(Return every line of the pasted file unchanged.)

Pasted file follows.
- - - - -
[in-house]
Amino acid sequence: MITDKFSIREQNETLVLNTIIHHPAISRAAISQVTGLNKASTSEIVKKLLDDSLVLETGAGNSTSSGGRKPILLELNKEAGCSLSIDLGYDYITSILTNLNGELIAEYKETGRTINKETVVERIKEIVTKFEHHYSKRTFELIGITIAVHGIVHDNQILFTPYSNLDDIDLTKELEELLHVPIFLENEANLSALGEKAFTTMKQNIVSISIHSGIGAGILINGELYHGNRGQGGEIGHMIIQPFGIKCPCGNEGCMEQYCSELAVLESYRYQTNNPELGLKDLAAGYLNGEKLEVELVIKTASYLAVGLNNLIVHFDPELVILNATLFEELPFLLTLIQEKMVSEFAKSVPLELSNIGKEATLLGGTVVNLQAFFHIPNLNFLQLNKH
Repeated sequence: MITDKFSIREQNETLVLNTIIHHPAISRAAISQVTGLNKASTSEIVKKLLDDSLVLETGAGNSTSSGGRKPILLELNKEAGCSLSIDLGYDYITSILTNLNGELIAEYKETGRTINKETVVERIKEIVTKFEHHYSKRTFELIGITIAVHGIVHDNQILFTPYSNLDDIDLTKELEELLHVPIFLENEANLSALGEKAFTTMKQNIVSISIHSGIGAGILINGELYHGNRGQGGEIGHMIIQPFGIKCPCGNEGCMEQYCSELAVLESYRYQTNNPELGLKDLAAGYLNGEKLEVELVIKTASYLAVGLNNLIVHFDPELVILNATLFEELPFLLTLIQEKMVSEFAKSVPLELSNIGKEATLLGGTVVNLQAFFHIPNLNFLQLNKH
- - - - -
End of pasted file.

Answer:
[in-house]
Amino acid sequence: MITDKFSIREQNETLVLNTIIHHPAISRAAISQVTGLNKASTSEIVKKLLDDSLVLETGAGNSTSSGGRKPILLELNKEAGCSLSIDLGYDYITSILTNLNGELIAEYKETGRTINKETVVERIKEIVTKFEHHYSKRTFELIGITIAVHGIVHDNQILFTPYSNLDDIDLTKELEELLHVPIFLENEANLSALGEKAFTTMKQNIVSISIHSGIGAGILINGELYHGNRGQGGEIGHMIIQPFGIKCPCGNEGCMEQYCSELAVLESYRYQTNNPELGLKDLAAGYLNGEKLEVELVIKTASYLAVGLNNLIVHFDPELVILNATLFEELPFLLTLIQEKMVSEFAKSVPLELSNIGKEATLLGGTVVNLQAFFHIPNLNFLQLNKH
Repeated sequence: MITDKFSIREQNETLVLNTIIHHPAISRAAISQVTGLNKASTSEIVKKLLDDSLVLETGAGNSTSSGGRKPILLELNKEAGCSLSIDLGYDYITSILTNLNGELIAEYKETGRTINKETVVERIKEIVTKFEHHYSKRTFELIGITIAVHGIVHDNQILFTPYSNLDDIDLTKELEELLHVPIFLENEANLSALGEKAFTTMKQNIVSISIHSGIGAGILINGELYHGNRGQGGEIGHMIIQPFGIKCPCGNEGCMEQYCSELAVLESYRYQTNNPELGLKDLAAGYLNGEKLEVELVIKTASYLAVGLNNLIVHFDPELVILNATLFEELPFLLTLIQEKMVSEFAKSVPLELSNIGKEATLLGGTVVNLQAFFHIPNLNFLQLNKH